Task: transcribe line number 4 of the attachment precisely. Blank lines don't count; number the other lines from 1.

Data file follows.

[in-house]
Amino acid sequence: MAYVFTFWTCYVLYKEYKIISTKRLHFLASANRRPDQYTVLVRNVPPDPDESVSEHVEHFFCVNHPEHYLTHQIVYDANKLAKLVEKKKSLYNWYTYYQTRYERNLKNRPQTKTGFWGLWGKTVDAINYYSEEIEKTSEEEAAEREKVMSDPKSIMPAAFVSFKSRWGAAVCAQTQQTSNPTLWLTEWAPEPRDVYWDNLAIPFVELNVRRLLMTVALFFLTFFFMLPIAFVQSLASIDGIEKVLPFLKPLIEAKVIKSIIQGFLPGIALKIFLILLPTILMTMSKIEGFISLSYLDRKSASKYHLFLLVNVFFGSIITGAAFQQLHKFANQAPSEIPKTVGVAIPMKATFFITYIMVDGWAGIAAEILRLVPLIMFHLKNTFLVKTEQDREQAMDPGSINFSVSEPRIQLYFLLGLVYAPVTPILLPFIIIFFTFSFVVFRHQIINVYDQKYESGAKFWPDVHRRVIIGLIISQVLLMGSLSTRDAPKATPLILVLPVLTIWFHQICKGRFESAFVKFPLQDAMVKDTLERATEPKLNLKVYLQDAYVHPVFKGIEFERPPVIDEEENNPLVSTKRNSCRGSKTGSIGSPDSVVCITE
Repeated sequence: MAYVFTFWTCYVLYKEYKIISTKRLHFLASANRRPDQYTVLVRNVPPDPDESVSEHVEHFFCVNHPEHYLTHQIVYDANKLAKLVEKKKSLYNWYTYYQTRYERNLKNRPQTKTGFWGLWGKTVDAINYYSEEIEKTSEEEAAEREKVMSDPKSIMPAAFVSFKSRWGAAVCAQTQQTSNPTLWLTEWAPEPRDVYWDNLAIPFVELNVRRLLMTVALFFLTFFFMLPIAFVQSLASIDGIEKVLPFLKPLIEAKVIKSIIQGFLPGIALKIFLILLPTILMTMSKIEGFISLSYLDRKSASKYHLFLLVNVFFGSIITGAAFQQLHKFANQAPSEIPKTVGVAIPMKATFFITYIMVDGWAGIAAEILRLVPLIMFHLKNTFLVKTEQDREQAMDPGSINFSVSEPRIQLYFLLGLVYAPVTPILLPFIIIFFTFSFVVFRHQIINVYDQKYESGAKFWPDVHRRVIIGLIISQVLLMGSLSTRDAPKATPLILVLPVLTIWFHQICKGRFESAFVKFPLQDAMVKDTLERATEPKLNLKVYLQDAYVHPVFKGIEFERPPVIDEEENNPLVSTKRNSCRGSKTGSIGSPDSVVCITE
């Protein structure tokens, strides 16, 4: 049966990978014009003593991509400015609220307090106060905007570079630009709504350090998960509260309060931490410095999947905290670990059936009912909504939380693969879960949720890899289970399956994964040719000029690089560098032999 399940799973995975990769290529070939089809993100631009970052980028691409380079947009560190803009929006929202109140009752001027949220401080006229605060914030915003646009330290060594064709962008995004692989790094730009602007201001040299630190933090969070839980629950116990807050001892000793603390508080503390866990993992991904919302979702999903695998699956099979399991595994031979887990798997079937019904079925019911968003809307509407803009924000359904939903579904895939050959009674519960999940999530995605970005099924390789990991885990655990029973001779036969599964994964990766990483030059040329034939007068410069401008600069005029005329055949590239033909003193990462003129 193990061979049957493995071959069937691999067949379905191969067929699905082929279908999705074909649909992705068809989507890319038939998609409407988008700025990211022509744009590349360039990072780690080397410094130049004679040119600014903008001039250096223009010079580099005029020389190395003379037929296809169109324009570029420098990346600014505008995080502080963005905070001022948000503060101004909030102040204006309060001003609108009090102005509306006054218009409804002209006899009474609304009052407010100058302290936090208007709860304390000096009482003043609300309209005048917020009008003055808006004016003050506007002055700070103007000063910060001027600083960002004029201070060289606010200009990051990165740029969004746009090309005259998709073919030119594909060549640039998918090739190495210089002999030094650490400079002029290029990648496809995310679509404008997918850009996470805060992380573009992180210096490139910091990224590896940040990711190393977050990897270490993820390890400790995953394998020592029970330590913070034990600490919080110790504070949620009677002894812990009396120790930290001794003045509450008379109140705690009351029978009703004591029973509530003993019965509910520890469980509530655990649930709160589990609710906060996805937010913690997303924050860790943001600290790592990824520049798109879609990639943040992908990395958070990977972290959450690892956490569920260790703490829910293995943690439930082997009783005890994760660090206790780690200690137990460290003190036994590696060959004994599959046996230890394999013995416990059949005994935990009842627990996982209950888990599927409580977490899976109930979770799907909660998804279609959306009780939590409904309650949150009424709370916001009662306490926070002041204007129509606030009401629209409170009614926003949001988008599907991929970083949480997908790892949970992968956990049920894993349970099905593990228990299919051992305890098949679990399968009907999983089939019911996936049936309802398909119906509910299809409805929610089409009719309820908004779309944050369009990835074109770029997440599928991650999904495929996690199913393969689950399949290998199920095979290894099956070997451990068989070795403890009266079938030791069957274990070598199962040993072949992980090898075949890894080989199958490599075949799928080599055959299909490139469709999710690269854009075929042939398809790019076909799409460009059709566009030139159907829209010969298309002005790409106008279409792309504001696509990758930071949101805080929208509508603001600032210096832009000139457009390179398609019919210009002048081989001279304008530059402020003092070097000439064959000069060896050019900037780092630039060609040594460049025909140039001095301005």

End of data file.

């Protein structure tokens, strides 16, 4: 049966990978014009003593991509400015609220307090106060905007570079630009709504350090998960509260309060931490410095999947905290670990059936009912909504939380693969879960949720890899289970399956994964040719000029690089560098032999 399940799973995975990769290529070939089809993100631009970052980028691409380079947009560190803009929006929202109140009752001027949220401080006229605060914030915003646009330290060594064709962008995004692989790094730009602007201001040299630190933090969070839980629950116990807050001892000793603390508080503390866990993992991904919302979702999903695998699956099979399991595994031979887990798997079937019904079925019911968003809307509407803009924000359904939903579904895939050959009674519960999940999530995605970005099924390789990991885990655990029973001779036969599964994964990766990483030059040329034939007068410069401008600069005029005329055949590239033909003193990462003129 193990061979049957493995071959069937691999067949379905191969067929699905082929279908999705074909649909992705068809989507890319038939998609409407988008700025990211022509744009590349360039990072780690080397410094130049004679040119600014903008001039250096223009010079580099005029020389190395003379037929296809169109324009570029420098990346600014505008995080502080963005905070001022948000503060101004909030102040204006309060001003609108009090102005509306006054218009409804002209006899009474609304009052407010100058302290936090208007709860304390000096009482003043609300309209005048917020009008003055808006004016003050506007002055700070103007000063910060001027600083960002004029201070060289606010200009990051990165740029969004746009090309005259998709073919030119594909060549640039998918090739190495210089002999030094650490400079002029290029990648496809995310679509404008997918850009996470805060992380573009992180210096490139910091990224590896940040990711190393977050990897270490993820390890400790995953394998020592029970330590913070034990600490919080110790504070949620009677002894812990009396120790930290001794003045509450008379109140705690009351029978009703004591029973509530003993019965509910520890469980509530655990649930709160589990609710906060996805937010913690997303924050860790943001600290790592990824520049798109879609990639943040992908990395958070990977972290959450690892956490569920260790703490829910293995943690439930082997009783005890994760660090206790780690200690137990460290003190036994590696060959004994599959046996230890394999013995416990059949005994935990009842627990996982209950888990599927409580977490899976109930979770799907909660998804279609959306009780939590409904309650949150009424709370916001009662306490926070002041204007129509606030009401629209409170009614926003949001988008599907991929970083949480997908790892949970992968956990049920894993349970099905593990228990299919051992305890098949679990399968009907999983089939019911996936049936309802398909119906509910299809409805929610089409009719309820908004779309944050369009990835074109770029997440599928991650999904495929996690199913393969689950399949290998199920095979290894099956070997451990068989070795403890009266079938030791069957274990070598199962040993072949992980090898075949890894080989199958490599075949799928080599055959299909490139469709999710690269854009075929042939398809790019076909799409460009059709566009030139159907829209010969298309002005790409106008279409792309504001696509990758930071949101805080929208509508603001600032210096832009000139457009390179398609019919210009002048081989001279304008530059402020003092070097000439064959000069060896050019900037780092630039060609040594460049025909140039001095301005």